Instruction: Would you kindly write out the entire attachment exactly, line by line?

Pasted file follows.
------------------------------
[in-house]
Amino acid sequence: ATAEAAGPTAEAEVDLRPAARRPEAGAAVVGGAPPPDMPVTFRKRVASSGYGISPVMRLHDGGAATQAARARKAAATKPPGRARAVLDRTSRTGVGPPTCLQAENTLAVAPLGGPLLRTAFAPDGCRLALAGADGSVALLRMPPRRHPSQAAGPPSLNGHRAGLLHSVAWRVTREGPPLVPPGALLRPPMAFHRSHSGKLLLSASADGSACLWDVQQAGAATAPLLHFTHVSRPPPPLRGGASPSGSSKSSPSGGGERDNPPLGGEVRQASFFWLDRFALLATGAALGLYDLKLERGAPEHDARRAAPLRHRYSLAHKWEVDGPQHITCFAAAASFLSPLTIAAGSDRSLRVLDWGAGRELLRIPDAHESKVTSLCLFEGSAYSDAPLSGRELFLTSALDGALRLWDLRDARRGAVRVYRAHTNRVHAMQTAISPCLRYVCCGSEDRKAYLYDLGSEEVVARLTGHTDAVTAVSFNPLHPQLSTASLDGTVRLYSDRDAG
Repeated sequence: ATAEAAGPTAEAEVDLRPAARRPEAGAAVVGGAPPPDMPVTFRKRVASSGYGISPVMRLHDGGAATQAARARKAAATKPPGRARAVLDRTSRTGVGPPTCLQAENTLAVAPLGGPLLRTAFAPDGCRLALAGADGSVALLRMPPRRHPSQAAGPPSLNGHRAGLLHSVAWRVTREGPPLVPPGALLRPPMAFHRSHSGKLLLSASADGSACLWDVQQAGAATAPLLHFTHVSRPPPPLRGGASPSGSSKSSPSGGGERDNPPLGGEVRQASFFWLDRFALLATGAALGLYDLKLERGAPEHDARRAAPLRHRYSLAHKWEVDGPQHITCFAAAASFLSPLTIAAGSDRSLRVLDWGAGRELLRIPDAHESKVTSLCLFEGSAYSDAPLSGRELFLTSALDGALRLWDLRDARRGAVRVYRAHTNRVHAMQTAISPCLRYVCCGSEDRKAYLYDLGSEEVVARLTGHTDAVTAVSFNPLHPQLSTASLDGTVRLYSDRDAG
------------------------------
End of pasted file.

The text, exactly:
[in-house]
Amino acid sequence: ATAEAAGPTAEAEVDLRPAARRPEAGAAVVGGAPPPDMPVTFRKRVASSGYGISPVMRLHDGGAATQAARARKAAATKPPGRARAVLDRTSRTGVGPPTCLQAENTLAVAPLGGPLLRTAFAPDGCRLALAGADGSVALLRMPPRRHPSQAAGPPSLNGHRAGLLHSVAWRVTREGPPLVPPGALLRPPMAFHRSHSGKLLLSASADGSACLWDVQQAGAATAPLLHFTHVSRPPPPLRGGASPSGSSKSSPSGGGERDNPPLGGEVRQASFFWLDRFALLATGAALGLYDLKLERGAPEHDARRAAPLRHRYSLAHKWEVDGPQHITCFAAAASFLSPLTIAAGSDRSLRVLDWGAGRELLRIPDAHESKVTSLCLFEGSAYSDAPLSGRELFLTSALDGALRLWDLRDARRGAVRVYRAHTNRVHAMQTAISPCLRYVCCGSEDRKAYLYDLGSEEVVARLTGHTDAVTAVSFNPLHPQLSTASLDGTVRLYSDRDAG
Repeated sequence: ATAEAAGPTAEAEVDLRPAARRPEAGAAVVGGAPPPDMPVTFRKRVASSGYGISPVMRLHDGGAATQAARARKAAATKPPGRARAVLDRTSRTGVGPPTCLQAENTLAVAPLGGPLLRTAFAPDGCRLALAGADGSVALLRMPPRRHPSQAAGPPSLNGHRAGLLHSVAWRVTREGPPLVPPGALLRPPMAFHRSHSGKLLLSASADGSACLWDVQQAGAATAPLLHFTHVSRPPPPLRGGASPSGSSKSSPSGGGERDNPPLGGEVRQASFFWLDRFALLATGAALGLYDLKLERGAPEHDARRAAPLRHRYSLAHKWEVDGPQHITCFAAAASFLSPLTIAAGSDRSLRVLDWGAGRELLRIPDAHESKVTSLCLFEGSAYSDAPLSGRELFLTSALDGALRLWDLRDARRGAVRVYRAHTNRVHAMQTAISPCLRYVCCGSEDRKAYLYDLGSEEVVARLTGHTDAVTAVSFNPLHPQLSTASLDGTVRLYSDRDAG